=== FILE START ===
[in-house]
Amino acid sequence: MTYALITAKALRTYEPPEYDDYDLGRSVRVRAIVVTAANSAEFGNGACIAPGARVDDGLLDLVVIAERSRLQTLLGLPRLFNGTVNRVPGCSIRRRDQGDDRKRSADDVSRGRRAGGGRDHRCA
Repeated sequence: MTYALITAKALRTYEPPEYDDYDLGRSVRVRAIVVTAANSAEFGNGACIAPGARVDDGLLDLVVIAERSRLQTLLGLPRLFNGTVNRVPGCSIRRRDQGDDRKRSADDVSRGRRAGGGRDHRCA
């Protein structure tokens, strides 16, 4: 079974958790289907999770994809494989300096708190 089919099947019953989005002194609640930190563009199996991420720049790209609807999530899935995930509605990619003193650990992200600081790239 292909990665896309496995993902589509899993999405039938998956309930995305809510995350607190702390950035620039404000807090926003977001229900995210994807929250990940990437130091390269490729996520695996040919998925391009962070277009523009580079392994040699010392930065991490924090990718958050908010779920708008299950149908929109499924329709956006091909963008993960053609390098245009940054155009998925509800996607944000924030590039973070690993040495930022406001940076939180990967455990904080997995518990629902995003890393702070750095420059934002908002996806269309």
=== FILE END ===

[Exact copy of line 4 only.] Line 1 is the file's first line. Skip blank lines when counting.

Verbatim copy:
């Protein structure tokens, strides 16, 4: 079974958790289907999770994809494989300096708190 089919099947019953989005002194609640930190563009199996991420720049790209609807999530899935995930509605990619003193650990992200600081790239 292909990665896309496995993902589509899993999405039938998956309930995305809510995350607190702390950035620039404000807090926003977001229900995210994807929250990940990437130091390269490729996520695996040919998925391009962070277009523009580079392994040699010392930065991490924090990718958050908010779920708008299950149908929109499924329709956006091909963008993960053609390098245009940054155009998925509800996607944000924030590039973070690993040495930022406001940076939180990967455990904080997995518990629902995003890393702070750095420059934002908002996806269309």